A new study has examined how countries around the world compare in providing reimbursement for dialysis care received by patients with kidney failure. The findings, which appear in an upcoming issue of the Clinical Journal of the American Society of Nephrology (CJASN), may help government officials make dialysis reimbursement more equitable and sustainable.
Worldwide, increasing numbers of patients are developing kidney failure and need to undergo kidney transplantation or dialysis. Transplantation is usually the best option, but most patients are treated with dialysis due to deficiencies in infrastructure, a scarcity of donor organs, and contraindications to transplantation. Some assessments of average dialysis costs have been published, but no comprehensive worldwide comparison of national government reimbursement for dialysis care has been done using data collected at a particular moment in time to provide a snapshot view
To perform such a comparison, Arjan van der Tol, MD, Ph.D., Raymond Vanholder, MD, Ph.D. (University Hospital Ghent, in Belgium), and their colleagues surveyed nephrologists in 90 countries (one per country). The online survey evaluated government reimbursement fees for hemodialysis and peritoneal dialysis, criteria that are used to reimburse dialysis, incentives for self-care dialysis, measures to prevent the development or progression of CKD, and the prevalence of dialysis per country.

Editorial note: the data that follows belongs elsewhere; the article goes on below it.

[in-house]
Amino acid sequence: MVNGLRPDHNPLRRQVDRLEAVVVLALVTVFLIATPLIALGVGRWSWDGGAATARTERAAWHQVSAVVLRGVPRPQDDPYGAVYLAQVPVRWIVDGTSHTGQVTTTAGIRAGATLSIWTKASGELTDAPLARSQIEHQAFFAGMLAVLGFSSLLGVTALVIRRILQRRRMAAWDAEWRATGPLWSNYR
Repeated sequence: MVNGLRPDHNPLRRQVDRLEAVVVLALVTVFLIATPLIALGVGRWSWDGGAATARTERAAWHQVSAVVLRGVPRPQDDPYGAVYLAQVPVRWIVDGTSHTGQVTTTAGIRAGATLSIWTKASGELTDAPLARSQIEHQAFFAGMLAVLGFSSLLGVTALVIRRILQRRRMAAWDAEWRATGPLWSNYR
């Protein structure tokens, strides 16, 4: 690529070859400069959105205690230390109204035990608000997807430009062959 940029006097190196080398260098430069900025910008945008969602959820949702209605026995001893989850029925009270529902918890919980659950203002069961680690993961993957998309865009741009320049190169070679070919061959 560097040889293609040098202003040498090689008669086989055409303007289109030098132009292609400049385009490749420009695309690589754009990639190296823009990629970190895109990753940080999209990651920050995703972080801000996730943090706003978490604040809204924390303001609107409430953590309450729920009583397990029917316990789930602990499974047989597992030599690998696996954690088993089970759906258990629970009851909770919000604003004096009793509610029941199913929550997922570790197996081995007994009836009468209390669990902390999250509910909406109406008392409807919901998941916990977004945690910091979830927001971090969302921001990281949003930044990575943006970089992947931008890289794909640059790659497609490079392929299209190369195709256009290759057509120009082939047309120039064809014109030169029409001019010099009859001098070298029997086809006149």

Among the study’s findings:
- Of the 90 survey respondents, governments from 81 countries (90%) provided reimbursement for maintenance dialysis.
- In all countries, strategies to decrease the financial burden of kidney failure—such as programs to help prevent the progression of chronic kidney disease or promote more cost-saving dialysis modalities (home hemodialysis of peritoneal dialysis)—were underutilized.
- The higher the Gross Domestic Product per capita, the greater the absolute expenditure for dialysis by national governments.
- High income countries spent higher absolute amounts on dialysis reimbursement, but the percent of total health care budget spent on dialysis was lower than in low and middle income countries.
- In low income countries, the absolute amounts of dialysis reimbursement were insufficient to provide equitable and sustainable access to dialysis care for all patients in need.
“Worldwide, we need better initiatives to improve care of patients with kidney failure with a focus on improving access to transplantation, increasing provision of prevention strategies to reduce the need of kidney replacement therapy, implementing cheaper ways to provide dialysis services to patients in need, and improving the quality of supportive renal care for end-stage kidney disease that does not involve dialysis,” said Dr. van der Tol.
In an accompanying editorial, Edwina Brown, DM, FRCP (Hammersmith Hospital, London) noted that curtailing costs of dialysis is essential to enable dialysis provision to grow, but that “the environmental tapestry influencing dialysis modality distribution is much more complex than simply government policy or reimbursement.”
Clinical Journal of the American Society of Nephrology (2018). DOI: 10.2215/CJN.08150718